A roundup of recent pet news of note

Charlie Powell, Tooth & Nail

Commonly, we see commercial ice melting products on public and private property this time of year. Which of these products is safe for pet’s feet and if ingested?

Here’s the quick version. If you take your pet for a walk this time of year and you see they are licking their feet more than they would in the summer months, get a wet towel and wipe their paws clean.

If after licking their paws they develop nausea, vomiting, diarrhea, extreme thirst or anything worse, get them to your family veterinarian for care. The more serious things that can happen are loss of consciousness, lack of coordination and extreme lethargy.

One of the reasons this happens is because not all ice melting compounds are safe for pets to walk on or ingest. Another reason is, you never know what someone may want to throw out on top of ice in hopes it will provide traction or melt it away.

If one wants to be conscientious to their neighbors and others who walk pets, what should they get that will melt ice and not be caustic or toxic to pets?

The first answer is, there is no such chemical that comes without risk. There are, however, pet friendly compounds out there and some that are much safer.

Most ice-melting compounds contain some type of salt. That’s not to be confused with table salt even though some people throw table salt out on their sidewalks. Ingesting too much table salt will first make a dog vomit and, if enough is ingested, they could become much sicker and need supportive care.

If you must, look for urea-based ice melts. Urea is a type of salt dogs (and other animals) produce when they (we) make urine. There are very few reports of a dog’s feet being irritated significantly by urea-based products.

Urea or carbamide is also used as a fertilizer component, so I assume it may be for sale in bulk locally from agricultural chemical suppliers. Commercial formulations usually include a blue or green dye to help pet owners distinguish between safe and unsafe products.

Like everything though, too much urea can harm vegetation, pets and people, so use it only as directed. It melts ice well down to about 15 degrees Fahrenheit.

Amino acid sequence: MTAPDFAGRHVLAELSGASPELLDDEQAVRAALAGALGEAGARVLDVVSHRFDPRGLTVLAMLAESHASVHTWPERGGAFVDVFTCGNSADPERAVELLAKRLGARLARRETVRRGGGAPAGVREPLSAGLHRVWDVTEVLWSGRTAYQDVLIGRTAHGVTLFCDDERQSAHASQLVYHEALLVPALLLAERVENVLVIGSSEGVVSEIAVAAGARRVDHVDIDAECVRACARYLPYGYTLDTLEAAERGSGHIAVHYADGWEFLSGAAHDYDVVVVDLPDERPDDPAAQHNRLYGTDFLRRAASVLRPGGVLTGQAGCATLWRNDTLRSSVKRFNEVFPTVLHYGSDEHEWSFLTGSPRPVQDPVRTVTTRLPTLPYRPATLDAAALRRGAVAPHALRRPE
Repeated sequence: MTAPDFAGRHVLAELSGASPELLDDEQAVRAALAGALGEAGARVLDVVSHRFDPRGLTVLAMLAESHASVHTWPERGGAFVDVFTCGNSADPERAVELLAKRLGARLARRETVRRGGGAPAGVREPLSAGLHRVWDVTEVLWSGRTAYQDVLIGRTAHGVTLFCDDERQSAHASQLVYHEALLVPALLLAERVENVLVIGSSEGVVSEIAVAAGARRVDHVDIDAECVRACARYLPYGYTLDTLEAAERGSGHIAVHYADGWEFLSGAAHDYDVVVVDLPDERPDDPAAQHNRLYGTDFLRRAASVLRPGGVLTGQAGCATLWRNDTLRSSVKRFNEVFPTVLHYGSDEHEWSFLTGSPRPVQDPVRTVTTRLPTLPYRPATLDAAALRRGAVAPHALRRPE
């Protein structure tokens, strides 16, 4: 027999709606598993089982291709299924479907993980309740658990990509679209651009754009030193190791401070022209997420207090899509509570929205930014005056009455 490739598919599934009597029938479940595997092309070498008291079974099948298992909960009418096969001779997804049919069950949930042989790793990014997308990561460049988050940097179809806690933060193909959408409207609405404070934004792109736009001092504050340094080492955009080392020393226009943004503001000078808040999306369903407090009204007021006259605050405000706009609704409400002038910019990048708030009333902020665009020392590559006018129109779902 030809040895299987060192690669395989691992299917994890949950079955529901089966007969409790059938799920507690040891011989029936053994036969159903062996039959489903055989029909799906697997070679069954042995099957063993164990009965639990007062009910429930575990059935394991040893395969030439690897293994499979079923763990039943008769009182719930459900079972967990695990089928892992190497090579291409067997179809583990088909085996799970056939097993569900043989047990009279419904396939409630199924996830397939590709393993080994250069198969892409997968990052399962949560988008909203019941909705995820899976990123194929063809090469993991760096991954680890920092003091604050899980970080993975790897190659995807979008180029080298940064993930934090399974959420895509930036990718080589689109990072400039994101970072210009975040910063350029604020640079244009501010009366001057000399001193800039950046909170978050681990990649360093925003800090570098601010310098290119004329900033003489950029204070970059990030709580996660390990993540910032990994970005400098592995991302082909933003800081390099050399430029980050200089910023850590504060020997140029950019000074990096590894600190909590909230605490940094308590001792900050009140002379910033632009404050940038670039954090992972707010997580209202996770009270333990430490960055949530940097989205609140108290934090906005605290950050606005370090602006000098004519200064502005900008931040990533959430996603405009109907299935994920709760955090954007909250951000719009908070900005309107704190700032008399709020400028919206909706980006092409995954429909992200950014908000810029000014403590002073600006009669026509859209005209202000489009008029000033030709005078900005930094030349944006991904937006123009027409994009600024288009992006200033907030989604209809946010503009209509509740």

One product I checked uses carbonyl diamine, (another urea name), special glycols, soaps and a proprietary traction substance and is said to be good to about -2 degrees.

You might want to consider a natural product to protect against slips and falls on ice instead. Sand, sawdust, wood shavings,and straw will work. These have the side benefit of not contributing to waterway runoff contamination. Most types of kitty litter contain clay compounds, which can be readily tracked in the house and are difficult to clean up.

If you think your dog’s feet are affected, look for the incessant licking and chewing activity first. Redness, chaffing, cracks or bloody spots in the house mean its past time to take a look at the foot pads.

In the worst cases, pets will vocalize in pain when walking or perhaps even at rest. Watch for the vocalization and a sudden turn to the paw where the licking and chewing occurs. Some dogs learn too, and will refuse to walk across certain products spread on surfaces.

Finally, after securing the pets’ paws and bellies, make sure whatever you spread is also friendly to your surfaces. Some can etch or cause scaling in concrete, as well as being harmful to reinforcements. Wood and composite decks are also vulnerable.

Charlie Powell is the public information officer for the Washington State University College of Veterinary Medicine, which provides this column as a community service. For questions or concerns about animals you’d like to read about, email cpowell@vetmed.wsu.edu.

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